Like many counties, Boise County has participated in the “Adopt-A-Highway’ program offered by IDT. Recently they gathered and spent time cleaning up their stretch of the highway together. They have 2 stretches to cleanup – 1 stretch on Highway 21 in Idaho City, and 1 stretch on Highway 17 (Banks to Lowman Rd).
This is a great way to spread the Democratic name and values. Democrats are willing to put in the time and energy to take care of their community!
A big thanks to Boise County Democrats for finding creative ways to make their presence known.
The President’s Plan for Economic Growth and Deficit Reduction lives up to a simple idea: as a Nation, we can live within our means while still making the investments we need to prosper – from a jobs bill that is needed right now to long-term investments in education, innovation, and infrastructure. It follows a balanced approach: asking everyone to do their part, so no one has to bear all the burden. And it says that everyone – including millionaires and billionaires – has to pay their fair share. Overall, it pays for the President’s jobs bill and produces net savings of more than $3 trillion over the next decade, on top of the roughly $1 trillion in spending cuts that the President already signed into law in the Budget Control Act – for a total savings of more than $4 trillion over the next decade. This would bring the country to a place, by 2017, where current spending is no longer adding to our debt, debt is falling as a share of the economy, and deficits are at a sustainable level. THE AMERICAN JOBS ACT: PAYING FOR OUR INVESTMENTS AND REDUCING THE DEFICIT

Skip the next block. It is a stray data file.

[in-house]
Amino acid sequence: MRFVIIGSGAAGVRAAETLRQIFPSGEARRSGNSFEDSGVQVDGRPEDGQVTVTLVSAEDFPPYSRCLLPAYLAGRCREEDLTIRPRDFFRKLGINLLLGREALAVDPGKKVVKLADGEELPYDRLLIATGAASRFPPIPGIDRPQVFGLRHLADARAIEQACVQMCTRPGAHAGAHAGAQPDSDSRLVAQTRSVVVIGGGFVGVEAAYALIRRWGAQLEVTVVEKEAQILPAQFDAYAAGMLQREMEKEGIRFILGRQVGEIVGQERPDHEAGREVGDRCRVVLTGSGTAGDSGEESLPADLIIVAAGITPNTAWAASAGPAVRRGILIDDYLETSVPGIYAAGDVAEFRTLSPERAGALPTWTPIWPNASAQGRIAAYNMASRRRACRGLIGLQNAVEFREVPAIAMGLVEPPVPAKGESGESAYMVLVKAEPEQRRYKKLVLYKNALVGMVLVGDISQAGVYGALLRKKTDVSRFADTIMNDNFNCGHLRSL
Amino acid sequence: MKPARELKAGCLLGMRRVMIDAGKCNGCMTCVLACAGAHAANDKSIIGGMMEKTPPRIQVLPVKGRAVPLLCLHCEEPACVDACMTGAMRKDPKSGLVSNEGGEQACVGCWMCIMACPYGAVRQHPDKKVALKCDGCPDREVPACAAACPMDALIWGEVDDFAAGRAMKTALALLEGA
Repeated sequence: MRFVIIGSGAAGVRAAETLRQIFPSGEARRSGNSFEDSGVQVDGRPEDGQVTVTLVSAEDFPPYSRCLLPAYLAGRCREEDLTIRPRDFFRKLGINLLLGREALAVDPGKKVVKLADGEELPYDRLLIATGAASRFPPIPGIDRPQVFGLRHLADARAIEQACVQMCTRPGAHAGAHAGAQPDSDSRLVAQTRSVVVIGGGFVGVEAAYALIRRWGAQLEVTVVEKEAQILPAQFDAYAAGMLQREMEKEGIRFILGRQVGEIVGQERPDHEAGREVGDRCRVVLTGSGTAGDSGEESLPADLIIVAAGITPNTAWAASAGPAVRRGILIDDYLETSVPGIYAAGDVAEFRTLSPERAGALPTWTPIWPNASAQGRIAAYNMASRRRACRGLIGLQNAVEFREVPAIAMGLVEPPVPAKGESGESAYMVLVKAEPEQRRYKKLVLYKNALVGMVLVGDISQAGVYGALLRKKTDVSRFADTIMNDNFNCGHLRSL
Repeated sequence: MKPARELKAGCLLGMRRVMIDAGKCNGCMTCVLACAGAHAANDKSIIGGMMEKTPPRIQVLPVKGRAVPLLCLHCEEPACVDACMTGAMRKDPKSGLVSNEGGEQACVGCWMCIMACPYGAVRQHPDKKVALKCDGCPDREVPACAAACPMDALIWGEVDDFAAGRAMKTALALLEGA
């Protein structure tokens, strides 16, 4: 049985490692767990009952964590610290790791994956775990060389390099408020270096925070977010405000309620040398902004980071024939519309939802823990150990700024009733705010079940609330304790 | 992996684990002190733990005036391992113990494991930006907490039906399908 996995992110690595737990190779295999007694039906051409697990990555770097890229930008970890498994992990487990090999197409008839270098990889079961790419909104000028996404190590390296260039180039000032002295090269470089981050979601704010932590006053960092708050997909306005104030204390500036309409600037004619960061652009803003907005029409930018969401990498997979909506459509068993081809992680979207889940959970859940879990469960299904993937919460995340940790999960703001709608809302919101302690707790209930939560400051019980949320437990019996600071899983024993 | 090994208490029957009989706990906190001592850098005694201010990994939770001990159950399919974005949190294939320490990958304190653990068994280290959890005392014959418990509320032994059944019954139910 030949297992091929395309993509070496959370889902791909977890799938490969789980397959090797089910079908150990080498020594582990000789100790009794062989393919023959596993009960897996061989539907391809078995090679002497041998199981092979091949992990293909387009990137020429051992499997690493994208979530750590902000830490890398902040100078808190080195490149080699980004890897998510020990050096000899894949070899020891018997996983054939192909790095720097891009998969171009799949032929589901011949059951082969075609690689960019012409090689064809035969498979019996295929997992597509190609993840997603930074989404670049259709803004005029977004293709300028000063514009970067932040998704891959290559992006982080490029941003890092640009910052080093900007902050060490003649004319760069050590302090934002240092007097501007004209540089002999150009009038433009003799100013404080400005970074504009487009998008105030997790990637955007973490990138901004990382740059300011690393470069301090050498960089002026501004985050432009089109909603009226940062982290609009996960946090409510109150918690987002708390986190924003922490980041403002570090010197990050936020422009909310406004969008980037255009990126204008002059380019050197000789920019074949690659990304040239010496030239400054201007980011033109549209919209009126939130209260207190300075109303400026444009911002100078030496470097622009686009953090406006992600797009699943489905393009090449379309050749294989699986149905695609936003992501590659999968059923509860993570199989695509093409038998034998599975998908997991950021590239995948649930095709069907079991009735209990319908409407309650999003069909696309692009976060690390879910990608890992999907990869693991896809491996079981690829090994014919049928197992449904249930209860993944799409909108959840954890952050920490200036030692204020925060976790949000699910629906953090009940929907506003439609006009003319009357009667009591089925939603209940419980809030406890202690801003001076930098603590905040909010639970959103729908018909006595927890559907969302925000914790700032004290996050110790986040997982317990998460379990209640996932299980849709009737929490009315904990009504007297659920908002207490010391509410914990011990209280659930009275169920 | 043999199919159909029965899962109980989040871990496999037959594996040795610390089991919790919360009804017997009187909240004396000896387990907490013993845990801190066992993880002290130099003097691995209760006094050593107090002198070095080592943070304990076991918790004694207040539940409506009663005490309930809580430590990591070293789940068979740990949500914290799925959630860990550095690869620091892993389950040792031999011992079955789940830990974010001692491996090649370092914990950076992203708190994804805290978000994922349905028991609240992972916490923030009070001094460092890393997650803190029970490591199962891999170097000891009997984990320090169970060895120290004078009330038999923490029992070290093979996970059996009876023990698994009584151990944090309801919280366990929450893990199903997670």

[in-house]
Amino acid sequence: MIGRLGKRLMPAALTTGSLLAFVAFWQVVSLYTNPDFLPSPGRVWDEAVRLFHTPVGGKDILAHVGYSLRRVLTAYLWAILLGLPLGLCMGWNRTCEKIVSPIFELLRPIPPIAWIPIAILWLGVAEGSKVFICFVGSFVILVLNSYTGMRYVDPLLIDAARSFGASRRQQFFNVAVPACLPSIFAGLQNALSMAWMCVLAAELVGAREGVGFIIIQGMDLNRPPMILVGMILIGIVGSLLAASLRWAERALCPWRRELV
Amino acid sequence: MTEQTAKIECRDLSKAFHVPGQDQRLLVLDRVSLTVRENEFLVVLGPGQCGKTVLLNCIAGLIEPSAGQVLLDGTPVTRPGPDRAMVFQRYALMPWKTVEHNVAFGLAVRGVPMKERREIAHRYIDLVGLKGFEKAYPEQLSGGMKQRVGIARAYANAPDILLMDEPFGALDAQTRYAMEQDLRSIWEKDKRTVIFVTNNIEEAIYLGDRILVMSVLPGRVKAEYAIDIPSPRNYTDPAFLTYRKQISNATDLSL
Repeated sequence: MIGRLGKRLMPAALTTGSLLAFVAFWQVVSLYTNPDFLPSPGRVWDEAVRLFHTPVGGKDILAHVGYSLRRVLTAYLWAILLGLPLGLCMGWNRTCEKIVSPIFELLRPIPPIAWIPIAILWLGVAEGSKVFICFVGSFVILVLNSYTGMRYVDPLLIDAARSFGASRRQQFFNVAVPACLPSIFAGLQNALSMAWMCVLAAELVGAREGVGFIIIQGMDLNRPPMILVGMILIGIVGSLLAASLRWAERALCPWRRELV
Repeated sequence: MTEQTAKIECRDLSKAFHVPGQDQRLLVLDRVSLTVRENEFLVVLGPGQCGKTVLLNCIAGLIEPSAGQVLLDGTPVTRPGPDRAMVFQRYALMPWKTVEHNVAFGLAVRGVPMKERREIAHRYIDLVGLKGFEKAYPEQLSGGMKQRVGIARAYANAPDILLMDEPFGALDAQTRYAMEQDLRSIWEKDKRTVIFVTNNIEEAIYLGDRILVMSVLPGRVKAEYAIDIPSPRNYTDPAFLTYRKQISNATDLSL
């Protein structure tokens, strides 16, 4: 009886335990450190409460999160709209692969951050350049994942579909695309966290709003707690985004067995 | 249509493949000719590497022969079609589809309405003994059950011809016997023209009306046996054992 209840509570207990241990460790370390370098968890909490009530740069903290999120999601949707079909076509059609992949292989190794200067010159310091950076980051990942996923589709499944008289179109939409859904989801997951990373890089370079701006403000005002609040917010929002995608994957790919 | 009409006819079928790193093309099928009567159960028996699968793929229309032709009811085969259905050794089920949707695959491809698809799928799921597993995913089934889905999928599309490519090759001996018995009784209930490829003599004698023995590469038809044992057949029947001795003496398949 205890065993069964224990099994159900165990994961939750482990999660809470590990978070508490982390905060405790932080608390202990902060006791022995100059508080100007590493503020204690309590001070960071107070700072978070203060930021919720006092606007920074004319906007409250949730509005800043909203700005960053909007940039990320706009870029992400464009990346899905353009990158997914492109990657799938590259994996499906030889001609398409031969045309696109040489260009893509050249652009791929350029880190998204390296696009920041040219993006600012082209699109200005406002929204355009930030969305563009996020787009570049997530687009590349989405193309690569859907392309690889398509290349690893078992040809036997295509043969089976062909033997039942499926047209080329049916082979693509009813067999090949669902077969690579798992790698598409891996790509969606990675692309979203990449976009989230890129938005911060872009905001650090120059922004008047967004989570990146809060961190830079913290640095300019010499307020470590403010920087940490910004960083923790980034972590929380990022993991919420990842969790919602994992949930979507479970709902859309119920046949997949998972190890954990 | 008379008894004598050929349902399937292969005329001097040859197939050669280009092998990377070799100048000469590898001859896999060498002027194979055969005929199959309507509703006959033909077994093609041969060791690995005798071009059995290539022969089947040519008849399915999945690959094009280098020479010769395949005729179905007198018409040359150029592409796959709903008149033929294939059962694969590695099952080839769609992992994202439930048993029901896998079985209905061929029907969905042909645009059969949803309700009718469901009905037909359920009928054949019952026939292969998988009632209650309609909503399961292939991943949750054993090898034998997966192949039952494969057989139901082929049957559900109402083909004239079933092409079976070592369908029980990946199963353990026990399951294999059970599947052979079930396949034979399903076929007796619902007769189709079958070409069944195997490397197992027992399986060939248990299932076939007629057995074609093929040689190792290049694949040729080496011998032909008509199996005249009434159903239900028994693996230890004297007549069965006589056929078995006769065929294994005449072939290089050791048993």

The plan produces approximately $4.4 trillion in deficit reduction net the cost of the American Jobs Act.
$1.2 trillion from the discretionary cuts enacted in the Budget Control Act.
$580 billion in cuts and reforms to a wide range of mandatory programs;
$1.1 trillion from the drawdown of troops in Afghanistan and transition from a military to a civilian-led mission in Iraq
$1.5 trillion from tax reform
$430 billion in additional interest savings